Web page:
noting that people can and do experience an interior source of action and locus
of control that is "not-I" and that is in conflict with "I" we seek to expand on
Mead's experiential analysis. The "It" is given a conceptual status similar to the
"I." Both are viewed as sources of action. What differentiates the "I" and the "It"
is the experience of the "It" as an alien source of action that struggles with the
While our conception is analytically different from Freud's itparallels certain
neo-Freudian ideas such as Schachtel's notion of alienation. Schachtel (1961:
78) writes:
By making some quality or circumstances real or exaggerated or imagined the focal point of a reified
identity, I look upon myself as though I were a thing (res) and the quality or circumstance were a
fixed attribute of this thing or object. But the "I" that feels that I am this or that, in doing so, distances
itself from the very same reified object attribute which it experiences as determining its identity and
very often as a bane on its life.... I do not feel that I am doing this or that or failing to do it but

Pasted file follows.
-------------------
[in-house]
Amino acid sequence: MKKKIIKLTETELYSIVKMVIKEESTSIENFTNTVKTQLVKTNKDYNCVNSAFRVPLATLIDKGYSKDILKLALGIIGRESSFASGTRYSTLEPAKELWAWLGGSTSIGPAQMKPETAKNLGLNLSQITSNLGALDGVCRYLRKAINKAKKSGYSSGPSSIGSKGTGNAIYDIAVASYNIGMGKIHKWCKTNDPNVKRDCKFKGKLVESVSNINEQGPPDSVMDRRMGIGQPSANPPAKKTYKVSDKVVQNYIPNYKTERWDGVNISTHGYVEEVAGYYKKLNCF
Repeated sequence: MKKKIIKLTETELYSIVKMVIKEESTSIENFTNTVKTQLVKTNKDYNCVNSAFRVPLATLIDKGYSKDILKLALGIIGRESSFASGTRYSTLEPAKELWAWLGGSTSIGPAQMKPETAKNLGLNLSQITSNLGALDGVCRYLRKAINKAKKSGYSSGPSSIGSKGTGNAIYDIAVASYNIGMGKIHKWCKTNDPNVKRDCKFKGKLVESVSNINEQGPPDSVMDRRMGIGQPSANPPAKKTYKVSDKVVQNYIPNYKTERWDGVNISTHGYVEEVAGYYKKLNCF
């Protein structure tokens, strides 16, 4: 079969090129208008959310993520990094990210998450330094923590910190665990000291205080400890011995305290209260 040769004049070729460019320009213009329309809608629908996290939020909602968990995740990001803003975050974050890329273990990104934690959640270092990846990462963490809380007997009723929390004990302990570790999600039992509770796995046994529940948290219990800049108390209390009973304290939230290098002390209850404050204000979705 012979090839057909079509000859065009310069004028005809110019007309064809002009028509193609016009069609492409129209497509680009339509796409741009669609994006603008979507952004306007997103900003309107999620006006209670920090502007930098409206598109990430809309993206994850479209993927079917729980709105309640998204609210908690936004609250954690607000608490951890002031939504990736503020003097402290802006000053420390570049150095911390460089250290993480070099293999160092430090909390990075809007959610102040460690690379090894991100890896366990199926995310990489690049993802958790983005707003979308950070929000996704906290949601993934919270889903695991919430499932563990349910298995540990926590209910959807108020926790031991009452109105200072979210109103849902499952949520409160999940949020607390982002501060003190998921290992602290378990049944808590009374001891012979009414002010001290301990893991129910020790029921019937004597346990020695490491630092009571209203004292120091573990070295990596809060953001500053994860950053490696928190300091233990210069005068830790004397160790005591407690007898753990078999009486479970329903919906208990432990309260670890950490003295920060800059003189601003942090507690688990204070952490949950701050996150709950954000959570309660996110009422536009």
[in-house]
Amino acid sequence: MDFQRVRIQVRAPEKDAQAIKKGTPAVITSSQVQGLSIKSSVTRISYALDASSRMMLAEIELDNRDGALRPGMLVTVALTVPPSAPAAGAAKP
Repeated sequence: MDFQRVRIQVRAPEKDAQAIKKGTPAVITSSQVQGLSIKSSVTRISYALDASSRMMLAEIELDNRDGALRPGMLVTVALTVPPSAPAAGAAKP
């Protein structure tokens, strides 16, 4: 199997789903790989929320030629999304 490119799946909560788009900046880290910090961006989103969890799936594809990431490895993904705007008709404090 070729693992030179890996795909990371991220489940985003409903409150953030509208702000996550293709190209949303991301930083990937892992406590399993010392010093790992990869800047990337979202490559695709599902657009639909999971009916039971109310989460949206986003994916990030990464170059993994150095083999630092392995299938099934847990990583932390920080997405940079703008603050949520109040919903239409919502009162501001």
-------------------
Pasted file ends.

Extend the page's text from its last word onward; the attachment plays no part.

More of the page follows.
that there is something in me or about me, or that I lack something and that this, once and for all,
makes me this or that, fixes my identity.
In this paper we examine stutterers' experience of stuttering to show how they
structure conciousness as they struggle to make sense of their speech behaviours.
In doing so we extend earlier work (Petrunik, 1974, 1982; Petrunik and Shearing,
1983) in which we developed the ideas of Lemert (1967) and Goffman (1963,
1967) to examine how stutterers manage the awareness that others have of them.
After describing our research strategies and data, we examine, in turn,
stuttering as behaviour and experience, stuttering as the expression of an
autonomous inner force or "It," and the self-definition and management prac-
tices of stutterers. We conclude with a discussion of the implications of our